In the last few years, several locally-based musical artists have forged ahead in somewhat new and unconventional ways to gain not only a national, but an international audience. Aurora Nealand, Helen Gillet, Leyla McCalla, Meschiya Lake, Alynda Lee Segarra (Hurray for the Riff Raff), Sasha Masakowski, Shannon McNally and Sarah Quintana have used crowdfunding and social media to help reach a wide and supportive audience. Before launching her career abroad and returning to New Orleans, Sarah Quintana studied the arts at Benjamin Franklin, New Orleans Center for Creative Arts (NOCCA) and Loyola University. Her extensive family’s Cajun French heritage and her love of jazz, standards and classic singer-songwriters served her well on 2012 release The World Has Changed, on which she performed a stunning rendition of Hoagy Carmichael’s love letter to the Crescent City, “New Orleans.” Only Sarah Quintana sang it in French. Her latest effort, Miss River, is the culmination of a confluence of experiences including a residency at A Studio In The Woods, whose stated purpose is “to protect and preserve the Mississippi River bottomland hardwood forest and to provide a tranquil haven where artists can reconnect with universal creative energy and work uninterrupted within this natural sanctuary.” Sarah Quintana explored those possibilities as a songwriter and literally utilized the Mississippi River as a sounding board, incorporating underwater and natural sounds she gathered upon her explorations. With the assistance and guidance of engineer guru Mark Bingham (Piety Street Studio), Miss River came to fruition.
Take us back to your earliest recollection of your musical experiences growing up in New Orleans.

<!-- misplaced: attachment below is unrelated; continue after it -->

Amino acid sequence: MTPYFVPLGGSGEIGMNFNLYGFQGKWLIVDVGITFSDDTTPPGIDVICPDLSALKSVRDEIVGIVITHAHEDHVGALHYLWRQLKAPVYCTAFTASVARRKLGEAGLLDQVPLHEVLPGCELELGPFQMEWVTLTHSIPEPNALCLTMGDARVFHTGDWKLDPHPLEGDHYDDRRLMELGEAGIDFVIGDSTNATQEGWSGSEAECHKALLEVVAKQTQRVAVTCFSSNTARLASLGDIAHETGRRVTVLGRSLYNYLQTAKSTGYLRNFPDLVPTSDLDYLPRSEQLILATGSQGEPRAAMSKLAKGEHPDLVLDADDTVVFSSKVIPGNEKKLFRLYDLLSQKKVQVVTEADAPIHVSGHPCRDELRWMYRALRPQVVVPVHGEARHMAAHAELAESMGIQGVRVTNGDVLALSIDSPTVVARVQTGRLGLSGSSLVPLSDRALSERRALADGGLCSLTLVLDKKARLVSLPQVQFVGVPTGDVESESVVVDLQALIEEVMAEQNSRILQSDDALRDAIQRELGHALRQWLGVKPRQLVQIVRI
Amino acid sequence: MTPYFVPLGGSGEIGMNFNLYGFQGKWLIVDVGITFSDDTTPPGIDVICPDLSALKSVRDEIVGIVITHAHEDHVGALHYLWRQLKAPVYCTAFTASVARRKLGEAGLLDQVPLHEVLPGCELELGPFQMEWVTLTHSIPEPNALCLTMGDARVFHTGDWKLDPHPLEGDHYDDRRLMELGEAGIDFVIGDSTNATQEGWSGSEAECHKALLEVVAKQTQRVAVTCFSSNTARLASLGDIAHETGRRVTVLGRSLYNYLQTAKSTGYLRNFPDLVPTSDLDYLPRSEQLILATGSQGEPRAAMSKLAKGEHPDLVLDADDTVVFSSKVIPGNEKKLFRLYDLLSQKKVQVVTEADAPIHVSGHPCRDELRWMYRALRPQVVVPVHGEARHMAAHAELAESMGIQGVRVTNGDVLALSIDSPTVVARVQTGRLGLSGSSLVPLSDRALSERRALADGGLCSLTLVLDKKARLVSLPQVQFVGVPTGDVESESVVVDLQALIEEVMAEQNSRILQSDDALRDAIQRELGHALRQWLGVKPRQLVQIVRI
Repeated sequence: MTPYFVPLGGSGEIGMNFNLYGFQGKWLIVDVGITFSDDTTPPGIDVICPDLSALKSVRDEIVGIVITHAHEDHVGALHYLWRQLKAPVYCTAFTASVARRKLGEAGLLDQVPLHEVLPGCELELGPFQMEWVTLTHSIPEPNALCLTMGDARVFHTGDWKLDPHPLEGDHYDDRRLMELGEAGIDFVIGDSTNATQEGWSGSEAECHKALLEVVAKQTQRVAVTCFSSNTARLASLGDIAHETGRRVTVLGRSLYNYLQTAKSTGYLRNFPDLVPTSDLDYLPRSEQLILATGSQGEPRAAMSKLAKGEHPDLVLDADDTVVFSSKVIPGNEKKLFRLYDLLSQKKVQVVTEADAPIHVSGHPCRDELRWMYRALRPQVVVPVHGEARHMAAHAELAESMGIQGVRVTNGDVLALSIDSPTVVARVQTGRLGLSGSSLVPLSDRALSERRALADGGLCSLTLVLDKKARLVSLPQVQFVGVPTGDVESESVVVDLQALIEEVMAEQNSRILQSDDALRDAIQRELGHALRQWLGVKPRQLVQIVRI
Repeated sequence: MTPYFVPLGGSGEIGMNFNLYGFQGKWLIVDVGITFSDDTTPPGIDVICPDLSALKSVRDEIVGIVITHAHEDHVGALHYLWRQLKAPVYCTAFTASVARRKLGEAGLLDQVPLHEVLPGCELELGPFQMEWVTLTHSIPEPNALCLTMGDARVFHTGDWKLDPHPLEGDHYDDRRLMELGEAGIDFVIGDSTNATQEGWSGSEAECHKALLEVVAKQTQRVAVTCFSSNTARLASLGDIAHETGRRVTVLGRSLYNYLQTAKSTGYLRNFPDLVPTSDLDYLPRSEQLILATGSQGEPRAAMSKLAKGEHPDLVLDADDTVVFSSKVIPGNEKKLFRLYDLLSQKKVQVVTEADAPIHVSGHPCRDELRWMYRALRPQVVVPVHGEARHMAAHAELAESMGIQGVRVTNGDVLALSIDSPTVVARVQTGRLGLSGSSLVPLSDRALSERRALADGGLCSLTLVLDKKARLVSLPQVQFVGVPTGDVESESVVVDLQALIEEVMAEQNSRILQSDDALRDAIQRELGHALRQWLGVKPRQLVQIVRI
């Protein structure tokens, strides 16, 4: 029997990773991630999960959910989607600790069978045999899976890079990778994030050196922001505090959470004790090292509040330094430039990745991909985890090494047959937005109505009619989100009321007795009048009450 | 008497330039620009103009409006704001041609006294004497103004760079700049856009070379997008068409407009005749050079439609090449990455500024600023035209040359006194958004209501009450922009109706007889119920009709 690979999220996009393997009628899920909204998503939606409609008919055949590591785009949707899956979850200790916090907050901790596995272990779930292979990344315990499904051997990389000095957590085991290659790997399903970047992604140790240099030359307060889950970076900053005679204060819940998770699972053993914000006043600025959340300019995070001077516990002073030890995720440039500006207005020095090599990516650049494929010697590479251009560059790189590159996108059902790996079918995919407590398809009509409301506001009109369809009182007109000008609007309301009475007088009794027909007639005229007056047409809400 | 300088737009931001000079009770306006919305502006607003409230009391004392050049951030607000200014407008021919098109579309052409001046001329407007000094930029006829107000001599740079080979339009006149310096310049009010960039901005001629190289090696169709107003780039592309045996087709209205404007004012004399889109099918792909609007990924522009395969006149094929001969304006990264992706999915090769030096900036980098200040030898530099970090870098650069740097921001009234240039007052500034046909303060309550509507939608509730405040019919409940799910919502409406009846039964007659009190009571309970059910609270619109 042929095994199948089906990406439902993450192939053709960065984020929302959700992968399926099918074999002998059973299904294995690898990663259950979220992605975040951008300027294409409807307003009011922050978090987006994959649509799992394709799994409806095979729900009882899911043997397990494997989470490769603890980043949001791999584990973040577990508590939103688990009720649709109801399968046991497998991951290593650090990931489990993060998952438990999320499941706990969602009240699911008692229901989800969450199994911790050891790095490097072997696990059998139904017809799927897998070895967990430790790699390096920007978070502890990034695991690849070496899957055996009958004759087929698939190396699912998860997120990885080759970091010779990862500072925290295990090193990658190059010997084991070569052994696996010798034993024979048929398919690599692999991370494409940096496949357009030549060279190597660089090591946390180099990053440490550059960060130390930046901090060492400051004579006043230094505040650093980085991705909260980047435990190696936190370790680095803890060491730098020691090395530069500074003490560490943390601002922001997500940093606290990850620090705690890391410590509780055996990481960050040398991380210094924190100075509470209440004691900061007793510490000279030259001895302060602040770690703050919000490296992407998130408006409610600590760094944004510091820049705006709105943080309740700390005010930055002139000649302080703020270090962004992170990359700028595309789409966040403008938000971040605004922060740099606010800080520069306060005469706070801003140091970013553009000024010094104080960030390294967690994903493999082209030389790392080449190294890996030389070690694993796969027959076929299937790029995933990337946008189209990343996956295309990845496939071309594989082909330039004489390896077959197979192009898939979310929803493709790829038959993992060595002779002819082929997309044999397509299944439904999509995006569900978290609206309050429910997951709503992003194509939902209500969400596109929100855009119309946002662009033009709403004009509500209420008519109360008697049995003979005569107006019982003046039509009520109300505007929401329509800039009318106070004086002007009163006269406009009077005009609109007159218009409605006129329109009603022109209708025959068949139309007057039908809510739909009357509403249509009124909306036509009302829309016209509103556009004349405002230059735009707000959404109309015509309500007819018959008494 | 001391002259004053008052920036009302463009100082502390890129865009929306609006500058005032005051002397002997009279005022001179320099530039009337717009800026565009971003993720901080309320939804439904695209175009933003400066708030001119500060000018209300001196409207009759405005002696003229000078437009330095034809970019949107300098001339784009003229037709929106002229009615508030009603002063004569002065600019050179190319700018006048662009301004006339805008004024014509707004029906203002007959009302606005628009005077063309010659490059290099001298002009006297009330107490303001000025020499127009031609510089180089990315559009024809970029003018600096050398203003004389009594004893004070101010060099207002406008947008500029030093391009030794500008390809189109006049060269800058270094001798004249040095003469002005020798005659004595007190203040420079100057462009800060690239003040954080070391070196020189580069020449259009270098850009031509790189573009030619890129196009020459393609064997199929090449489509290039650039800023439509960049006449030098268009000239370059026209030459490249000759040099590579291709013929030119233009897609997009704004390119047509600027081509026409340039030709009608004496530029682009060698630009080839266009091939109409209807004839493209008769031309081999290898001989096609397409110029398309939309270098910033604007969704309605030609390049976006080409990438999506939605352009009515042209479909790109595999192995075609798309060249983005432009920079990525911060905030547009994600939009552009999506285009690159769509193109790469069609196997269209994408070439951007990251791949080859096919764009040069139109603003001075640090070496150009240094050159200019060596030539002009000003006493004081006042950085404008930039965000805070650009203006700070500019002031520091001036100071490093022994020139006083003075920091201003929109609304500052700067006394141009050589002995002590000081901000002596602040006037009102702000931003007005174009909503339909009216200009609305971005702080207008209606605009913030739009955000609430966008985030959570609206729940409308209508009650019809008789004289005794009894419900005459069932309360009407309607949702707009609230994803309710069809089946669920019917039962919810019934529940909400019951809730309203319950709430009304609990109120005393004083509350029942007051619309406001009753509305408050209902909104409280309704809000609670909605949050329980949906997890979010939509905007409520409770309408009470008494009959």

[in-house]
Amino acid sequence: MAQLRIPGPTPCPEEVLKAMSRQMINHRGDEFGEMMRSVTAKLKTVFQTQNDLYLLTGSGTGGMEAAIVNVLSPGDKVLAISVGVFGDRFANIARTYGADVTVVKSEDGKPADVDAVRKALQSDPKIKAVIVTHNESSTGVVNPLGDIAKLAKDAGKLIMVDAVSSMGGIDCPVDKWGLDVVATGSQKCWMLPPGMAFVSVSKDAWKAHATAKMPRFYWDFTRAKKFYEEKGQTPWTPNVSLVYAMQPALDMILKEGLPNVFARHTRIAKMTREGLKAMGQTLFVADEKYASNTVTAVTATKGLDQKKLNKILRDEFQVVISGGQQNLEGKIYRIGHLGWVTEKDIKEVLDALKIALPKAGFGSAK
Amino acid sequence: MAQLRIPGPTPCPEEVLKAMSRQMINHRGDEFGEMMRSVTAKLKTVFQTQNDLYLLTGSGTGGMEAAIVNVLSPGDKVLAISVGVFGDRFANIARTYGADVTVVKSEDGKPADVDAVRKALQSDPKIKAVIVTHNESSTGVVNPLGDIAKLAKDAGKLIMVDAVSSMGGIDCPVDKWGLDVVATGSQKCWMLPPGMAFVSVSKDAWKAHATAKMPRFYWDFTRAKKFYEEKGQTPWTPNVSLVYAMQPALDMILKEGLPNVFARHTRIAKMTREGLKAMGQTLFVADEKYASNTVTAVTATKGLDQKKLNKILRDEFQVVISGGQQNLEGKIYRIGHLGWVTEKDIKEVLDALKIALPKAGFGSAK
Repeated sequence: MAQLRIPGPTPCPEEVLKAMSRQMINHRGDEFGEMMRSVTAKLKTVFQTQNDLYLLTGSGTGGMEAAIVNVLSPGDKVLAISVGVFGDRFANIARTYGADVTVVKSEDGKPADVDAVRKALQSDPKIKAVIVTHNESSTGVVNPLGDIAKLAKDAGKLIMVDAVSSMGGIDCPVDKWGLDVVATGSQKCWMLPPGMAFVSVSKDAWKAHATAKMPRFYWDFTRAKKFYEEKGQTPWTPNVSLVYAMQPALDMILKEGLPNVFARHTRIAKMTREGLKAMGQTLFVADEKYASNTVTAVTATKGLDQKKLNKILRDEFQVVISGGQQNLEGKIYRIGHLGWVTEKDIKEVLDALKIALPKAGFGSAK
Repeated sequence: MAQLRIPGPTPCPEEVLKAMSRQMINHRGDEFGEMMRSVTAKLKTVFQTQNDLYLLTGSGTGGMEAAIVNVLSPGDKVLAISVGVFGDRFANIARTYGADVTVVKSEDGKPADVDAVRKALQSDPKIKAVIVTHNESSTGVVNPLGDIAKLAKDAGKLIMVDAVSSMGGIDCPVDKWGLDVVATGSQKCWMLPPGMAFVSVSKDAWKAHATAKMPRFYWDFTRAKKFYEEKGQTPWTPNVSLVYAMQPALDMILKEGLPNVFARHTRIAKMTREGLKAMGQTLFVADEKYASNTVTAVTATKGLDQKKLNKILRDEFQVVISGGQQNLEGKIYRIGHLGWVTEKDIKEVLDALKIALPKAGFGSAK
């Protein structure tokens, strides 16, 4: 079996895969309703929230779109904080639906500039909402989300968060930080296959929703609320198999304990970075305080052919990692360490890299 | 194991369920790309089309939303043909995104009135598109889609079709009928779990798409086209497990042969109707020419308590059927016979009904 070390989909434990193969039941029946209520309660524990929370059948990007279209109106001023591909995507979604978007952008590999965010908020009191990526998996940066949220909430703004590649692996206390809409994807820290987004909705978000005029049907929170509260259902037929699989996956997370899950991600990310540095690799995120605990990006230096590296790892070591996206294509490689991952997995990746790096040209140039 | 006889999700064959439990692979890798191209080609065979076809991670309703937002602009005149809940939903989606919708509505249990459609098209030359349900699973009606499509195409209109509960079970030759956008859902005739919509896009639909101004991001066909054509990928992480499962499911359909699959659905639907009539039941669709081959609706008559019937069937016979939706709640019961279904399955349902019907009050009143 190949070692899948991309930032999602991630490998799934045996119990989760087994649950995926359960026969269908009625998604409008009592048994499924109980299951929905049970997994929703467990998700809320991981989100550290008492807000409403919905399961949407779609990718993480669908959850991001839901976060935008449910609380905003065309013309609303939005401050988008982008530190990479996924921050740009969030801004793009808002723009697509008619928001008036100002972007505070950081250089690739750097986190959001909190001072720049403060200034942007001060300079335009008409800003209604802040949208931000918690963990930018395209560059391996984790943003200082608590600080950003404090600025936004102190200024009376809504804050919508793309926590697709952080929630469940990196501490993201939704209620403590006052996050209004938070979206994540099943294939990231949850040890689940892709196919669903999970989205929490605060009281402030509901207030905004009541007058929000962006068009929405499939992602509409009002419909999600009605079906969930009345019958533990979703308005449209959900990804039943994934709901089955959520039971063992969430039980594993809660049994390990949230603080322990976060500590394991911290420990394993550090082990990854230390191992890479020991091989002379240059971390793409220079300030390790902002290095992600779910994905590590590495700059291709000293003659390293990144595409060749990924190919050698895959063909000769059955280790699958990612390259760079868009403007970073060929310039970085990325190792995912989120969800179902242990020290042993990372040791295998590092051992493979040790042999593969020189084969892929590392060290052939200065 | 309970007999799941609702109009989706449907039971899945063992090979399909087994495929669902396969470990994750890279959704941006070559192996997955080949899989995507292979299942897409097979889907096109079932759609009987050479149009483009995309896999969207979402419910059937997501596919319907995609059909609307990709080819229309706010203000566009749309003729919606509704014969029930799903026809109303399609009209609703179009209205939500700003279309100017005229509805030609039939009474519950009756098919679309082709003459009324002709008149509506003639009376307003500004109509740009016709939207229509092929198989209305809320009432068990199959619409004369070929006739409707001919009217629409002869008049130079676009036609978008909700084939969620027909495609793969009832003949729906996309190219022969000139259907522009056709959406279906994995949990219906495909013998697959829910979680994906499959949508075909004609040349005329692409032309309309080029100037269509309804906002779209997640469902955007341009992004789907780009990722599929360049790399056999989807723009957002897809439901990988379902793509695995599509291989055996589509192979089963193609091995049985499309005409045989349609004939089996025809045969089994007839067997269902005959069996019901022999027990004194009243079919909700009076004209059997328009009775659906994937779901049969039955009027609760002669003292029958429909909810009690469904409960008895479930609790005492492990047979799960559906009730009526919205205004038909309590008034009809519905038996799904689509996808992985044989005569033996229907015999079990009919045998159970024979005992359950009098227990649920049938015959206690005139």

My aunt Hillary is good friends with Deacon John and he used to come over to our house and play guitar for us in our kitchen. He would perform all kinds of songs for us kids, but our favorite was “Constipation Blues,” a novelty tune by Screamin’ Jay Hawkins—which he’d play using a beer bottle as a slide. Deacon is such a charming entertainer—I was mesmerized. I got my first guitar when I was eight years old. It was a classical guitar. My aunt also plays piano—pretty much everyone in my family plays piano. We had one in our home before Hurricane Katrina. We’d play all kinds of music—church hymns, standards, tunes from songbooks, Mariah Carey or Boyz II Men. I was always able to just go up to the piano and play. I didn’t really appreciate the fact that I was raised in a music family here in New Orleans until I moved to France. I was there after Katrina. I fell in love with a sailor in Marseille and stayed there for a second, working as a musician in a band there in my early twenties. I initially busked, but soon thereafter I was invited to play in clubs, contract engagements, tours and several music festivals. It didn’t work out with the French guy but I’m still singing!
A very endearing New Orleans element apparent in your music is your deep, visceral connection with your family. You use personal items such as family mementos, keepsakes, stories, recipes not only as lyrical references but using items such as your grandmother’s porcelain tea cups and silverware to add musical flourishes to your songs.